THE first thing you notice about him are his eyes. Their colour is so vividly light blue grey, they resemble those of a husky. Those eyes too have seen things most of us will fortunately never have to witness in our lives.

Be it the burned and charred remains of bodies, or the bloodied, wounded face of a man etched with shock and grief at the loss of his wife, whose lifeless body has just been pulled from the rubble of a bombed out high-rise apartment block.

Death, pain, hardship, unimaginable suffering, all are part of the tragic stock in trade that Pavlo Petrov, a photographer for the State Emergency Service of Ukraine witnesses daily. Still only 27, Petrov cuts a tall rangy figure and speaks with both an eloquence and irreverence derived from a job where sadness and anger sit side by side.

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It was back in 2017 that Petrov first began photographing firefighters and rescuers in his home region of Luhansk in eastern Ukraine which at the time was partially occupied by pro-Russian separatists. Almost seven years later following the full-scale Russian invasion of Ukraine on February 24, 2022, he now works documenting in photographs and video the dangerous work undertaken by first responders as well as those “sappers” currently demining territory retaken from the Russian occupiers.

Petrov’s war is one in close up and has been ever since those first hours when Russian tanks and troops trundled over the border and headed towards the Ukrainian capital Kyiv.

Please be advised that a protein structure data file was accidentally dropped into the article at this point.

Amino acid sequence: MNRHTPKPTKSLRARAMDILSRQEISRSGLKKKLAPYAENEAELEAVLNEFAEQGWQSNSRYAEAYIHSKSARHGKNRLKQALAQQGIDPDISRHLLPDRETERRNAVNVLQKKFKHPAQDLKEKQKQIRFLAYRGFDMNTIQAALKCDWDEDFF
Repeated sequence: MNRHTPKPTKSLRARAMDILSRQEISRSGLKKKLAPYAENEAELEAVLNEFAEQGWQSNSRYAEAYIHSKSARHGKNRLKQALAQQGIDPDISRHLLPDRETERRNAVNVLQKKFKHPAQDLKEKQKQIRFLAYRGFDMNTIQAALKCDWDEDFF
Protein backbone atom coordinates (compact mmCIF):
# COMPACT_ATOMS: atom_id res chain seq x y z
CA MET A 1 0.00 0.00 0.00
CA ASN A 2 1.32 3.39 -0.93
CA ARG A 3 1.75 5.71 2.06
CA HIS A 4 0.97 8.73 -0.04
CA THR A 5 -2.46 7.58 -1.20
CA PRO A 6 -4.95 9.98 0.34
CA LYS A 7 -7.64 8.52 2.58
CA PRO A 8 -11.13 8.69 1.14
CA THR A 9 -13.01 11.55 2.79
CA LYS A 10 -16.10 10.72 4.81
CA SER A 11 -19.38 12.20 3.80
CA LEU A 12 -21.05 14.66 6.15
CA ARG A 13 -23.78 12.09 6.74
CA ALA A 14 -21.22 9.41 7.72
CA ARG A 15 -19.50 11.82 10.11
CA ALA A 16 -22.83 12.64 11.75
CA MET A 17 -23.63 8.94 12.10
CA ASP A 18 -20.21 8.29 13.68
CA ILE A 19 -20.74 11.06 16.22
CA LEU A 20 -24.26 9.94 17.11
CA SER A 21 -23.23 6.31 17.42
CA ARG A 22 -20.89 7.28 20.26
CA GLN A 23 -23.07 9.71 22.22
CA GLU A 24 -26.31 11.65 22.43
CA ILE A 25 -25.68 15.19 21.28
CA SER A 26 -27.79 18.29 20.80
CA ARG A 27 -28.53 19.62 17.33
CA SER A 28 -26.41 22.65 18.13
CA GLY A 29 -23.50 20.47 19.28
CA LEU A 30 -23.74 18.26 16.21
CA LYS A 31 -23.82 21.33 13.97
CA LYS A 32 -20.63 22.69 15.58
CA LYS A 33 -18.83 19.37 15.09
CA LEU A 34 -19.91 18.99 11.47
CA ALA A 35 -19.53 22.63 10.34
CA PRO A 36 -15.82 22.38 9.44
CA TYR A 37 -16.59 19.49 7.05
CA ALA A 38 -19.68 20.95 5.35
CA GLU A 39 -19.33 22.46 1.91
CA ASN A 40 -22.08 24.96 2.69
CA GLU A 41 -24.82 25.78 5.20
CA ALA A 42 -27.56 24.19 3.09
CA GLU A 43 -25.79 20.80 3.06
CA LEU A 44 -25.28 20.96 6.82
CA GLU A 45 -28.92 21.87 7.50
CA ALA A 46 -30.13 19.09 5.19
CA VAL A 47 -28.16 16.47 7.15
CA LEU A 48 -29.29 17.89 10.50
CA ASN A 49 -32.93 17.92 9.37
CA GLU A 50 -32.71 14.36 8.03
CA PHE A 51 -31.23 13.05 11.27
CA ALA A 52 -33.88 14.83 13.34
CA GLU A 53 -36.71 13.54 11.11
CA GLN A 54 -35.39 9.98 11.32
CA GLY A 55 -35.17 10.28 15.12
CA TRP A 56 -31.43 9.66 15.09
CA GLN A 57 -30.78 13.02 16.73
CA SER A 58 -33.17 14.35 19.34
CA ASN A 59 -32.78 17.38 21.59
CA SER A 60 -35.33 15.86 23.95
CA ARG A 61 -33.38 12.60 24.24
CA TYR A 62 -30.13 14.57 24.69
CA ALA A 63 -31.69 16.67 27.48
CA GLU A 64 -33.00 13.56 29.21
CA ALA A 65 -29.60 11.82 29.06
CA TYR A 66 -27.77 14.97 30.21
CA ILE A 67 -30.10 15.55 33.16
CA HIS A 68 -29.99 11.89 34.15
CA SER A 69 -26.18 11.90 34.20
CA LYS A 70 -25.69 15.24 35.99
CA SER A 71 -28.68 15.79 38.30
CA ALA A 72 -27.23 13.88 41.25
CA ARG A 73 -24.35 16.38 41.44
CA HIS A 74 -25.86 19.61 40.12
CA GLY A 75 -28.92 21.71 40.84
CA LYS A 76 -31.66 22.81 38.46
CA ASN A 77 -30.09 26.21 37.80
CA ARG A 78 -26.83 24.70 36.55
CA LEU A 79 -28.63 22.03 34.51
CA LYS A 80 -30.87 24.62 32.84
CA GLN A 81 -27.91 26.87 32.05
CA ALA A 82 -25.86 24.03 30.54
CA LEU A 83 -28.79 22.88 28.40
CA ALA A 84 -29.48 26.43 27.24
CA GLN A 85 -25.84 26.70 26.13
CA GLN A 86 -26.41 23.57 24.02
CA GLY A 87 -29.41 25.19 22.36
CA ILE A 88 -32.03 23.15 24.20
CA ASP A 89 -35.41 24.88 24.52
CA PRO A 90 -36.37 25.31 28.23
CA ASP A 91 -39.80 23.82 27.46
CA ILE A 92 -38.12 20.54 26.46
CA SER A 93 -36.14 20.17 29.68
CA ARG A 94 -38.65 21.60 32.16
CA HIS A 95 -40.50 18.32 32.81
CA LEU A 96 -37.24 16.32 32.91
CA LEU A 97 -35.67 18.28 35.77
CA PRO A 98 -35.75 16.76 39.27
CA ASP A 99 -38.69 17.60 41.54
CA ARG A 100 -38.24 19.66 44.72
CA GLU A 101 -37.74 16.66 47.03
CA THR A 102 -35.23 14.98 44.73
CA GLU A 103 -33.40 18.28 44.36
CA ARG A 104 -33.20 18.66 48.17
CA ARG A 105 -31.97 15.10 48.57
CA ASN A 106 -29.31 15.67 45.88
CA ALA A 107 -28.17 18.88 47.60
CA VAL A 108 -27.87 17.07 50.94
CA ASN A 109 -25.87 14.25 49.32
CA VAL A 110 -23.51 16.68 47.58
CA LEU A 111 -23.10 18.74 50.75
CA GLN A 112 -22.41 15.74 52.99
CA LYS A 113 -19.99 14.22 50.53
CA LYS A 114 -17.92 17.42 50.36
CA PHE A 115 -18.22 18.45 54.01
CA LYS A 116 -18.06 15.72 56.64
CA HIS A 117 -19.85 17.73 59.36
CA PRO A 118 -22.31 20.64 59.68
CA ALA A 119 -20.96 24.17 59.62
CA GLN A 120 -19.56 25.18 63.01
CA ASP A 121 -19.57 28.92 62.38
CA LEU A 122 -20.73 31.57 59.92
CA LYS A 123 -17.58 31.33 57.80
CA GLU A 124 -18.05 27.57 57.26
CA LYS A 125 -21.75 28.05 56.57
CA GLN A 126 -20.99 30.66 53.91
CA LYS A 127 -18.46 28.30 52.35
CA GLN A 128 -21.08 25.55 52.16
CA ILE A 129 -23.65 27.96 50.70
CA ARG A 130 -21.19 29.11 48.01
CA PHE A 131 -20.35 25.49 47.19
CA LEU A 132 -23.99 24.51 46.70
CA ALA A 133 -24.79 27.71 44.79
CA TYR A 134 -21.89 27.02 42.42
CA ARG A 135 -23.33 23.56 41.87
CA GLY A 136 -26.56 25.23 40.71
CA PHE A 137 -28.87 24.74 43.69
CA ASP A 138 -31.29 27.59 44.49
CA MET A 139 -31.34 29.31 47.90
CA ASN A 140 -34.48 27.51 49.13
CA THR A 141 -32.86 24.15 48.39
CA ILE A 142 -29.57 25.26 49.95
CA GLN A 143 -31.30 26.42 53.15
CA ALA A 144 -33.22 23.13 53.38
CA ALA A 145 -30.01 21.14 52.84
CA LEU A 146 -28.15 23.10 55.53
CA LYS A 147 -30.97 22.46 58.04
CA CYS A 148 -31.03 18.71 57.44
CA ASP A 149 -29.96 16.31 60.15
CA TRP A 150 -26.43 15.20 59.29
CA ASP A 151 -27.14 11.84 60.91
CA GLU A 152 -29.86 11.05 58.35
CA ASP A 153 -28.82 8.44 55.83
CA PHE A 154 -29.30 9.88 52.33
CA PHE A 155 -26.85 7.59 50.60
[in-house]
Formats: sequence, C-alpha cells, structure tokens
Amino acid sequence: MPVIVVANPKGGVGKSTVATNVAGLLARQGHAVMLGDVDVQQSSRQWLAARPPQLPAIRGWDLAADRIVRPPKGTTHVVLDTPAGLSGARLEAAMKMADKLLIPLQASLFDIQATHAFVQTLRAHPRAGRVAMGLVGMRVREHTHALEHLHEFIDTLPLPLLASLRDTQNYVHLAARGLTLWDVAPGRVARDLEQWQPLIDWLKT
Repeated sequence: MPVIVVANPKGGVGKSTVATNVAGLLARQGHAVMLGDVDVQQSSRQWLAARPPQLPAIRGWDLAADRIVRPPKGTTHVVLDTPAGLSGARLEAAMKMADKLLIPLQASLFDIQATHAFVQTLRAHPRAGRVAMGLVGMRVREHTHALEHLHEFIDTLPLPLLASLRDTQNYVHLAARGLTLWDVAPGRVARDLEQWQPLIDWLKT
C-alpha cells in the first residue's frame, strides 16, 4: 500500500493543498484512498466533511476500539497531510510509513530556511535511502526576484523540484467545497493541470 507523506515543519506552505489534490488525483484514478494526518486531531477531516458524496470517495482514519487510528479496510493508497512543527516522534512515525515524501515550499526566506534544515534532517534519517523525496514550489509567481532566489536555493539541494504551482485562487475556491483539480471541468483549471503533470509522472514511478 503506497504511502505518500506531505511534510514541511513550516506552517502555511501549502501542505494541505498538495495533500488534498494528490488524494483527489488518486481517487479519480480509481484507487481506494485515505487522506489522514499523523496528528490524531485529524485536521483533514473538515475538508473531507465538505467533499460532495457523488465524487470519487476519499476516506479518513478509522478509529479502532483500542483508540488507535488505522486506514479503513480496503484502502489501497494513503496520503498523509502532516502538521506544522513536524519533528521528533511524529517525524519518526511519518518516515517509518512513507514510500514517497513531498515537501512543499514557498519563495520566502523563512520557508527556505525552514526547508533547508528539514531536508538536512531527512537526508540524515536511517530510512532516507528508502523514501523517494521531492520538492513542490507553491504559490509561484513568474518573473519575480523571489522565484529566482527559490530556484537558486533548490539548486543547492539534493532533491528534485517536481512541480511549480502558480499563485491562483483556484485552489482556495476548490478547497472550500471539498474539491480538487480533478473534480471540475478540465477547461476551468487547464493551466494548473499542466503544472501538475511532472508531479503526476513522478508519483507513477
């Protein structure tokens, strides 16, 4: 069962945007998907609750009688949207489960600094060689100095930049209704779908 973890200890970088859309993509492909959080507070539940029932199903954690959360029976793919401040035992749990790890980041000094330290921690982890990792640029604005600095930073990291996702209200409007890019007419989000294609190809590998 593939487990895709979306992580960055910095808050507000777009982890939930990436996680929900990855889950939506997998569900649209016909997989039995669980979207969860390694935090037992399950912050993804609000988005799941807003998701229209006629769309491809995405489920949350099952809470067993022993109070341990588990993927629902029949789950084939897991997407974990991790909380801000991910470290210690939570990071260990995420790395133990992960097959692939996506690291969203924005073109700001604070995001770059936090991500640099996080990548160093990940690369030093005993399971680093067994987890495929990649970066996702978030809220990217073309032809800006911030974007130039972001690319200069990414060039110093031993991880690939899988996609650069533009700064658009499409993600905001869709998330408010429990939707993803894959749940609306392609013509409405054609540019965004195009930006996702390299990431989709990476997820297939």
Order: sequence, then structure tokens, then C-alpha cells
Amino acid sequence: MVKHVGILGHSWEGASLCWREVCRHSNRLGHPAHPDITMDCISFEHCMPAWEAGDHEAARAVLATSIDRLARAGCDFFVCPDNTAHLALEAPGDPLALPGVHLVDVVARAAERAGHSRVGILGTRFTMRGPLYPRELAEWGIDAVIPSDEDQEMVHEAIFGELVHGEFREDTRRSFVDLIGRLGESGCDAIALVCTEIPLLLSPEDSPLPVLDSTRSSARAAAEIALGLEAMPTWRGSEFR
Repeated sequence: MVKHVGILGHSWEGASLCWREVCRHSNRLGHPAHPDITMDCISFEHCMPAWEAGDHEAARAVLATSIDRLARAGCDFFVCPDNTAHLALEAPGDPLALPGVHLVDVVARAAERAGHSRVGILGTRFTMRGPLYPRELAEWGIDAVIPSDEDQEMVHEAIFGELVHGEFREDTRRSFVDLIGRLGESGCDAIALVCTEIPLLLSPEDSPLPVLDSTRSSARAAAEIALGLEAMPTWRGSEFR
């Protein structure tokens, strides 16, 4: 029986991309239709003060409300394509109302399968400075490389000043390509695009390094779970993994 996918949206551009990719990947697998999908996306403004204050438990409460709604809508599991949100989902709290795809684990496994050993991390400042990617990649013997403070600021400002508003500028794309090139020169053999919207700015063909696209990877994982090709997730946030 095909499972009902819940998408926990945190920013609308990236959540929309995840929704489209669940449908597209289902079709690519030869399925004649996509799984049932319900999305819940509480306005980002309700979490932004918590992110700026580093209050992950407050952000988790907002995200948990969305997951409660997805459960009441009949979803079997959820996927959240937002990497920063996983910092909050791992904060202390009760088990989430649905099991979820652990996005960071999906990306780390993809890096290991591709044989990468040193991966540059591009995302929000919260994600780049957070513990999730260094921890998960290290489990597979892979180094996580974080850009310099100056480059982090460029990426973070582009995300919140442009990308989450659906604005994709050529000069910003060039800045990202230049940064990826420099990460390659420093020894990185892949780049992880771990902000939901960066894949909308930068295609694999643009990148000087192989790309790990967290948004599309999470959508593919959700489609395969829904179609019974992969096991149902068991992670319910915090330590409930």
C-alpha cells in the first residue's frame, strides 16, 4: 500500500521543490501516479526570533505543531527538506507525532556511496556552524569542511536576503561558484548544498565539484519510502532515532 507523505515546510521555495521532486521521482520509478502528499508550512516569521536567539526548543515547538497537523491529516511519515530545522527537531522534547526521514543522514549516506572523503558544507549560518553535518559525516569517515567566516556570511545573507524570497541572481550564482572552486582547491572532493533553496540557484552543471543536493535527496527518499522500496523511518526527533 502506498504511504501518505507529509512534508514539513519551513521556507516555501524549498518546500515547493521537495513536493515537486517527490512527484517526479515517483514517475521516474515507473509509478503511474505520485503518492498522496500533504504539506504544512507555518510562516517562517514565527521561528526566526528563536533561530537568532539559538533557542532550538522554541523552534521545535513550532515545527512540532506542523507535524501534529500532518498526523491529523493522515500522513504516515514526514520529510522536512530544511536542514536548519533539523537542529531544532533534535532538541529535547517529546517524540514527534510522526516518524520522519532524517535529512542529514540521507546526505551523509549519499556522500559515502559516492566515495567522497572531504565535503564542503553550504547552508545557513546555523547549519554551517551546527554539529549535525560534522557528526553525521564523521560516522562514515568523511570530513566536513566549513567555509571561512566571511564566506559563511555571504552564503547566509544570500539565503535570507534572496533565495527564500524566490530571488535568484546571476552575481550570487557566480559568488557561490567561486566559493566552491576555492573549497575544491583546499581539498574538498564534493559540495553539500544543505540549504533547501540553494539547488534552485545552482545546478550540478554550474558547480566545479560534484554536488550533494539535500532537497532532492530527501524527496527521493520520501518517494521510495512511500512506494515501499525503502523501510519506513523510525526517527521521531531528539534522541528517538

“My shift was on the 23rd of February when there was a meeting of the National Security Council and a State of Emergency was introduced,” he recalls of that day as we talk in a fire station in the heart of old Kyiv.

“I stayed at work for the night, and it was in this building that I met the war on the 24th at four o’clock in the morning.And from that moment until mid-April, I went with rescuers all over Kyiv,” Petrov continues, adding that his work now takes him to the most intense frontlines across Ukraine.

Few of those frontlines are more intense than the city of Bakhmut, dubbed the “meat grinder” which Russia claimed to have captured last month, but where fighting has escalated these past days as Ukrainian forces go on the offensive around the city and in other parts of the war’s eastern front.

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It was in Bakhmut in the bleak winter month of December in the last weeks when a rescue unit could work in the city, that Petrov says he probably came closest to paying the ultimate price in the line of duty. “There was a night fire which the rescuers extinguished while Russian shelling continued and, in the morning, we brought people drinking water as well as food kits as the water in the neighbourhood had run out,” Petrov says, recounting the story.

“There was one mother among the community who asked us to bring milk next time. She lived on the first floor of an apartment with her toddler child and her own mother. We offered to evacuate them to Dnipro or somewhere in the region, but she declined,” he continues.